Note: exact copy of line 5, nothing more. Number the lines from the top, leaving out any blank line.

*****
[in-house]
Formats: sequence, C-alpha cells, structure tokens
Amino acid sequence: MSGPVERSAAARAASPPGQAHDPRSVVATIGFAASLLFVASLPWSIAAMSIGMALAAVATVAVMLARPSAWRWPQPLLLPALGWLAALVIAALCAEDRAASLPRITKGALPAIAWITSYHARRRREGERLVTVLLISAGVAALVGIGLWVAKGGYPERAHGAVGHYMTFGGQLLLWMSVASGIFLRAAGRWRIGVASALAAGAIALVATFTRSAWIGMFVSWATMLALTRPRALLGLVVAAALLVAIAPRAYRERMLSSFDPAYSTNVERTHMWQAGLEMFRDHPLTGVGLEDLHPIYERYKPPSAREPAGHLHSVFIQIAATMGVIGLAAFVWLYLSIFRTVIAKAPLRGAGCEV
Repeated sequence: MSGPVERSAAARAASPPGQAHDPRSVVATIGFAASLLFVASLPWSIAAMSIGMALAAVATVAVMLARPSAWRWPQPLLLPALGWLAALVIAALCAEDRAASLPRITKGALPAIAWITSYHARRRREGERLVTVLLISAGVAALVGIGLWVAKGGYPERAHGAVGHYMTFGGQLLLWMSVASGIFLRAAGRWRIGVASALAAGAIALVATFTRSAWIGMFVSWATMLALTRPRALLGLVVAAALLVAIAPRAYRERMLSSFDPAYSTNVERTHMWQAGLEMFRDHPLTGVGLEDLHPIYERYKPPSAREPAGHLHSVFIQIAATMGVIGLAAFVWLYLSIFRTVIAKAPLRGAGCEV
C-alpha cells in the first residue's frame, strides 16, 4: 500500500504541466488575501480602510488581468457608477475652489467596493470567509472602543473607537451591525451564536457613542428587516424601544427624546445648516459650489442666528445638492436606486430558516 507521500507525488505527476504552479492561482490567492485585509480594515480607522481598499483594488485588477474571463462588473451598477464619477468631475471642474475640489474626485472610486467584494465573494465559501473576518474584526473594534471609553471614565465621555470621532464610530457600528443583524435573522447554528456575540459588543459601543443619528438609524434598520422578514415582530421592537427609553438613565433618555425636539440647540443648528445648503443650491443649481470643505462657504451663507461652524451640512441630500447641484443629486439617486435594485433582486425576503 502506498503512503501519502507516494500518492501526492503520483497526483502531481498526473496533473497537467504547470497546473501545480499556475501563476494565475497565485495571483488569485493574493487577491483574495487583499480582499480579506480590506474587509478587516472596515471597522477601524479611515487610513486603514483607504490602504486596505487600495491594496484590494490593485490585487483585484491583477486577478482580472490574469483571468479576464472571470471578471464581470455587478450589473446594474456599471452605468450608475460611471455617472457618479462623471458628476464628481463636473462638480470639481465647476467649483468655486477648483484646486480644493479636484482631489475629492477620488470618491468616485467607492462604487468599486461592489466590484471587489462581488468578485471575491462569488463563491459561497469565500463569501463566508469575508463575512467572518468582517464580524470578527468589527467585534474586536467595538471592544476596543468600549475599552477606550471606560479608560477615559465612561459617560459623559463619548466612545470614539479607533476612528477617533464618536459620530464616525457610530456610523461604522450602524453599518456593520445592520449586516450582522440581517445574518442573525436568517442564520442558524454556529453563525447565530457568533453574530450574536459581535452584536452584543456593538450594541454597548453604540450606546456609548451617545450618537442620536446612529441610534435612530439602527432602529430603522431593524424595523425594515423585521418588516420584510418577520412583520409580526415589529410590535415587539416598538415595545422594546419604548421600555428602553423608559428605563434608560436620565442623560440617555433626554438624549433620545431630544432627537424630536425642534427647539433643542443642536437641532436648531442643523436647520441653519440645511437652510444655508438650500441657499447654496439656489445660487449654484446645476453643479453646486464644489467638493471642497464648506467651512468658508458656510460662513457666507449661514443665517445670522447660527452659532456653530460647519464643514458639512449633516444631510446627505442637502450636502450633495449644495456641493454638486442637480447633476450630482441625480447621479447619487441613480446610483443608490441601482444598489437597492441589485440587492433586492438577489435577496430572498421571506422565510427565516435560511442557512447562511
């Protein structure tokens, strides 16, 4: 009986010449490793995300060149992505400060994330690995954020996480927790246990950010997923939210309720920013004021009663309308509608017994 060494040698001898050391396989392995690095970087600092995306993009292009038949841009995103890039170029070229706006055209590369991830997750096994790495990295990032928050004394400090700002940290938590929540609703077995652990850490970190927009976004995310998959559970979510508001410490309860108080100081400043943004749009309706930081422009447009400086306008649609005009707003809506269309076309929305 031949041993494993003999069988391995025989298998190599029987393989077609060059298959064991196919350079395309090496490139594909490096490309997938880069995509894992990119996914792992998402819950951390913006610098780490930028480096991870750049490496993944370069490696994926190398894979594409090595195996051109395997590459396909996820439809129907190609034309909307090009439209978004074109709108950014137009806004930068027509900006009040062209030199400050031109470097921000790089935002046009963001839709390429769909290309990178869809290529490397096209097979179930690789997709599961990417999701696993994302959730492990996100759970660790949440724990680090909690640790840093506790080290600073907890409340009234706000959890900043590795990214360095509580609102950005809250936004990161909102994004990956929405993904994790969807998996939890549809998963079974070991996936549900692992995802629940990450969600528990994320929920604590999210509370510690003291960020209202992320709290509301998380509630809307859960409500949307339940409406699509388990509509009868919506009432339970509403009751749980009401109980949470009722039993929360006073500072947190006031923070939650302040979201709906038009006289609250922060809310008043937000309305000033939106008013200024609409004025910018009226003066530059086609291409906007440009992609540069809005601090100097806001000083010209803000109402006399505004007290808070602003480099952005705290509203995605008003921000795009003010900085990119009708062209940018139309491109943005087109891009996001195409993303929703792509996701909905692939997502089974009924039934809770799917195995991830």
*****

C-alpha cells in the first residue's frame, strides 16, 4: 500500500504541466488575501480602510488581468457608477475652489467596493470567509472602543473607537451591525451564536457613542428587516424601544427624546445648516459650489442666528445638492436606486430558516 507521500507525488505527476504552479492561482490567492485585509480594515480607522481598499483594488485588477474571463462588473451598477464619477468631475471642474475640489474626485472610486467584494465573494465559501473576518474584526473594534471609553471614565465621555470621532464610530457600528443583524435573522447554528456575540459588543459601543443619528438609524434598520422578514415582530421592537427609553438613565433618555425636539440647540443648528445648503443650491443649481470643505462657504451663507461652524451640512441630500447641484443629486439617486435594485433582486425576503 502506498503512503501519502507516494500518492501526492503520483497526483502531481498526473496533473497537467504547470497546473501545480499556475501563476494565475497565485495571483488569485493574493487577491483574495487583499480582499480579506480590506474587509478587516472596515471597522477601524479611515487610513486603514483607504490602504486596505487600495491594496484590494490593485490585487483585484491583477486577478482580472490574469483571468479576464472571470471578471464581470455587478450589473446594474456599471452605468450608475460611471455617472457618479462623471458628476464628481463636473462638480470639481465647476467649483468655486477648483484646486480644493479636484482631489475629492477620488470618491468616485467607492462604487468599486461592489466590484471587489462581488468578485471575491462569488463563491459561497469565500463569501463566508469575508463575512467572518468582517464580524470578527468589527467585534474586536467595538471592544476596543468600549475599552477606550471606560479608560477615559465612561459617560459623559463619548466612545470614539479607533476612528477617533464618536459620530464616525457610530456610523461604522450602524453599518456593520445592520449586516450582522440581517445574518442573525436568517442564520442558524454556529453563525447565530457568533453574530450574536459581535452584536452584543456593538450594541454597548453604540450606546456609548451617545450618537442620536446612529441610534435612530439602527432602529430603522431593524424595523425594515423585521418588516420584510418577520412583520409580526415589529410590535415587539416598538415595545422594546419604548421600555428602553423608559428605563434608560436620565442623560440617555433626554438624549433620545431630544432627537424630536425642534427647539433643542443642536437641532436648531442643523436647520441653519440645511437652510444655508438650500441657499447654496439656489445660487449654484446645476453643479453646486464644489467638493471642497464648506467651512468658508458656510460662513457666507449661514443665517445670522447660527452659532456653530460647519464643514458639512449633516444631510446627505442637502450636502450633495449644495456641493454638486442637480447633476450630482441625480447621479447619487441613480446610483443608490441601482444598489437597492441589485440587492433586492438577489435577496430572498421571506422565510427565516435560511442557512447562511